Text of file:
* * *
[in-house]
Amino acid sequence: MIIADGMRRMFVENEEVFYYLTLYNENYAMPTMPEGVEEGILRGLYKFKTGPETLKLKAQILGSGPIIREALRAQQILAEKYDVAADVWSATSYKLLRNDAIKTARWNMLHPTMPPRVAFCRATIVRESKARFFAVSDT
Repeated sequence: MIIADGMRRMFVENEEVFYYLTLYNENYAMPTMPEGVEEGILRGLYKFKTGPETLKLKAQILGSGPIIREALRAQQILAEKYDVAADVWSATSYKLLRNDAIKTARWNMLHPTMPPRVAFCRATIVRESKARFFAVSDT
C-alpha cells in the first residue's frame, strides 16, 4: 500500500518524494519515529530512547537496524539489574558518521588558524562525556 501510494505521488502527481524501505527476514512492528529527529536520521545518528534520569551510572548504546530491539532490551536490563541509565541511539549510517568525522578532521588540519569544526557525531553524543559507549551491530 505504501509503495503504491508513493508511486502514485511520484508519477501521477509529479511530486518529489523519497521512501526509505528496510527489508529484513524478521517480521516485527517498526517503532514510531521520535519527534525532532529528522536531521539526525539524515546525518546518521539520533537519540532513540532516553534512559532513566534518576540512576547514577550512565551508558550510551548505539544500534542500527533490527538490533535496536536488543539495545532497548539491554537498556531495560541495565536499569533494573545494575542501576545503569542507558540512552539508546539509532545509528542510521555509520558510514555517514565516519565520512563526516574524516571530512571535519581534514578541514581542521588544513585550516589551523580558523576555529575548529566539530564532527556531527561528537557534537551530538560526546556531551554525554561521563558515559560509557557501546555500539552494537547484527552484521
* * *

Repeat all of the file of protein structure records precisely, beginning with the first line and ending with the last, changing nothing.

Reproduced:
[in-house]
Amino acid sequence: MIIADGMRRMFVENEEVFYYLTLYNENYAMPTMPEGVEEGILRGLYKFKTGPETLKLKAQILGSGPIIREALRAQQILAEKYDVAADVWSATSYKLLRNDAIKTARWNMLHPTMPPRVAFCRATIVRESKARFFAVSDT
Repeated sequence: MIIADGMRRMFVENEEVFYYLTLYNENYAMPTMPEGVEEGILRGLYKFKTGPETLKLKAQILGSGPIIREALRAQQILAEKYDVAADVWSATSYKLLRNDAIKTARWNMLHPTMPPRVAFCRATIVRESKARFFAVSDT
C-alpha cells in the first residue's frame, strides 16, 4: 500500500518524494519515529530512547537496524539489574558518521588558524562525556 501510494505521488502527481524501505527476514512492528529527529536520521545518528534520569551510572548504546530491539532490551536490563541509565541511539549510517568525522578532521588540519569544526557525531553524543559507549551491530 505504501509503495503504491508513493508511486502514485511520484508519477501521477509529479511530486518529489523519497521512501526509505528496510527489508529484513524478521517480521516485527517498526517503532514510531521520535519527534525532532529528522536531521539526525539524515546525518546518521539520533537519540532513540532516553534512559532513566534518576540512576547514577550512565551508558550510551548505539544500534542500527533490527538490533535496536536488543539495545532497548539491554537498556531495560541495565536499569533494573545494575542501576545503569542507558540512552539508546539509532545509528542510521555509520558510514555517514565516519565520512563526516574524516571530512571535519581534514578541514581542521588544513585550516589551523580558523576555529575548529566539530564532527556531527561528537557534537551530538560526546556531551554525554561521563558515559560509557557501546555500539552494537547484527552484521